Book Review (Daniels et al. 2007)
Geographies of the New Economy: Critical Reflections
Peter Daniels, Andrew Leyshon, Mike Bradshaw and Jonathan Beaverstock (Editors)
Routledge: London (2007), 198 pages, Hardcover (£55), ISBN: 978-0-415-35783-8.
Reviewed by Karen Lai, School of Geography, University of Nottingham (11 February 2008)
Although it is difficult to pin down when did the ‘New Economy’ enter into business, political and academic lexicon, the term is most strongly associated with the dot com era of the 1990s and with activities such as e-commerce, venture capitalism, and entrepreneurialism, localities such as the Silicon Valley, and new technologies such as the Internet and related products and applications. The New Economy is often juxtaposed with the Old Economy and is characterised by a dematerialisation of production and a shift away from dealing with raw materials and machinery to dealing with new ideas, new technologies and the production of diverse knowledges. More than just an economic process, the New Economy was also a strongly political and cultural movement that came to shape business practices, communities of mobile and highly skilled individuals and the policies of national and regional economies. This book reflects on theoretical developments as well as empirical studies on the New Economy, in both developing and developed economies.
The editors of this volume set out to answer a series of questions such as: what does the New Economy really represent? What determines its characteristics and are these separate (or different) from the Old Economy? How is it manifested in different geographical contexts? What is the New Economy in relation to issues such as the nature of work, social inclusion and exclusion? Following the dot com boom and bust and the unravelling of the New Economy from 2000 onwards, this book aims to reassess the claims of the New Economy and its lingering impact in terms of the nature of economic activity and the geographical organisation of contemporary developed capitalism.
Although the heyday of the New Economy is over and some might argue that it was not particularly distinctive from other ‘bubble economies’ characteristic of capitalism, I concur with the editors that it would be erroneous to dismiss the New Economy entirely. If one agrees that, as economic geographers, we need to avoid the “fickle, magpie-like” (Peck, 2005: 129) tendencies that seem to characterise the sub discipline to some extent, this book is an appropriate intervention to encourage critical reflections on the issues, geographical impacts and theoretical implications highlighted by the New Economy, instead of abandoning it for another bandwagon. The introductory chapter puts this firmly in perspective by laying out the various reasons why studies of the rise and fall of the New Economy has been important to efforts at understanding economic change. The editors argue that this is evident in the New Economy’s lasting legacy of new business practices, new types of markets and the reconfiguration of power structures, the process of financialisation that has been integral to the New Economy, and its highly geographical nature that has been overlooked in much of the business literature.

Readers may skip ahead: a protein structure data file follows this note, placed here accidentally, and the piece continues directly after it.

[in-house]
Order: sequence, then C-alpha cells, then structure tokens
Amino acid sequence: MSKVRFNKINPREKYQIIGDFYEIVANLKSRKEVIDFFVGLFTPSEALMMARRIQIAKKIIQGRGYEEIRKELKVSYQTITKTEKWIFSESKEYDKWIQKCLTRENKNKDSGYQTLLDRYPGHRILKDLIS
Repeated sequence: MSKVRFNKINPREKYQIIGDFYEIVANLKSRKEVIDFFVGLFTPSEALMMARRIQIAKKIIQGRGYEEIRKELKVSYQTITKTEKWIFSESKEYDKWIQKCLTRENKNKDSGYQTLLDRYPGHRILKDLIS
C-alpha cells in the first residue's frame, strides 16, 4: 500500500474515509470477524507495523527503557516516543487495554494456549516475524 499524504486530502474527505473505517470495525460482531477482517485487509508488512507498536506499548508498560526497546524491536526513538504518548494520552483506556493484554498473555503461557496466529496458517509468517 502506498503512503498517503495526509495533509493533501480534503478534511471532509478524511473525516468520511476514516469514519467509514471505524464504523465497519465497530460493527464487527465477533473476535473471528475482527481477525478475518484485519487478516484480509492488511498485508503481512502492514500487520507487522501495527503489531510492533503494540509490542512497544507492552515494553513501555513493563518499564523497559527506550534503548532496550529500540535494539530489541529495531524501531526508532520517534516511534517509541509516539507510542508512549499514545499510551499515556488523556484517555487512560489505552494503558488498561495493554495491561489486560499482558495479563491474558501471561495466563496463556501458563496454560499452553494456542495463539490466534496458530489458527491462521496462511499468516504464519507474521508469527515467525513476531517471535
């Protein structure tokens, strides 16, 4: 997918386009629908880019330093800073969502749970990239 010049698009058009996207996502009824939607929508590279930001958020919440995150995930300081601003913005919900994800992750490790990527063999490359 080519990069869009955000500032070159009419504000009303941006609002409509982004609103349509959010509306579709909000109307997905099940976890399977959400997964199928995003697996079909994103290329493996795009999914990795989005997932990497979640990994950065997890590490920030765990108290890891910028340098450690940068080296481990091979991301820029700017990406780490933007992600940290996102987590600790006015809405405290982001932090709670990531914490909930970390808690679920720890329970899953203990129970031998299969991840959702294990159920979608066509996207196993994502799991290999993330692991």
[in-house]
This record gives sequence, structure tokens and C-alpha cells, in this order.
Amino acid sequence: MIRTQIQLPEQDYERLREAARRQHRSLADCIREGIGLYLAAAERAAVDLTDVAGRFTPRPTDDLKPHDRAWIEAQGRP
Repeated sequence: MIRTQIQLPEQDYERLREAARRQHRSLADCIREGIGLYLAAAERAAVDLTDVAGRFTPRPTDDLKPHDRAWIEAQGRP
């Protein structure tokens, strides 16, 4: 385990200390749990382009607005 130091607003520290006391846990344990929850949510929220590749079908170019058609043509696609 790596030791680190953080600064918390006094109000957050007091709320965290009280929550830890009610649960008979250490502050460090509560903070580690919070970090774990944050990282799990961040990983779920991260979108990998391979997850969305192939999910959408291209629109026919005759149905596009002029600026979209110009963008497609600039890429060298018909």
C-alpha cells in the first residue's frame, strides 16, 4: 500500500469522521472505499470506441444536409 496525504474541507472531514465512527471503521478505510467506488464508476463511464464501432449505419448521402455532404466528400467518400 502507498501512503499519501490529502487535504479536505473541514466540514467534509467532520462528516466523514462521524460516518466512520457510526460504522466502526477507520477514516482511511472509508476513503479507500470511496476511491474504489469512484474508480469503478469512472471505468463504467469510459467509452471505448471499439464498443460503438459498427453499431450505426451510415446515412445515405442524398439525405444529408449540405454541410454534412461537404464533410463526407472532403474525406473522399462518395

The rest of the chapters are arranged in pairs or couplets. Chapters 2 and 3 by Ron Martin and Roger Lee question the claims of the New Economy by assessing its impact on political discourse and action, and its degree of ‘newness’. Chapters 4 and 5 by Andrew Pratt and Matthew Zook focus on the core activities commonly associated with the New Economy (new media and e-commerce) to critique its claims to the creation of new value and contribution towards persistent patterns of uneven development. Chapters 6 and 7 by Diane Perrons and Andrew Herod reinforce the notions of widening social and spatial divisions in the New Economy by highlighting labour issues in the UK and USA that arise from New Economy business structures and practices. The final two chapters, 8 and 9 by Micheal Leaf, and Julian Cooper and Mike Bradshaw, switche the empirical context to the developing world by examining how the New Economy has travelled as an economic development strategy in Southeast Asia and Russia.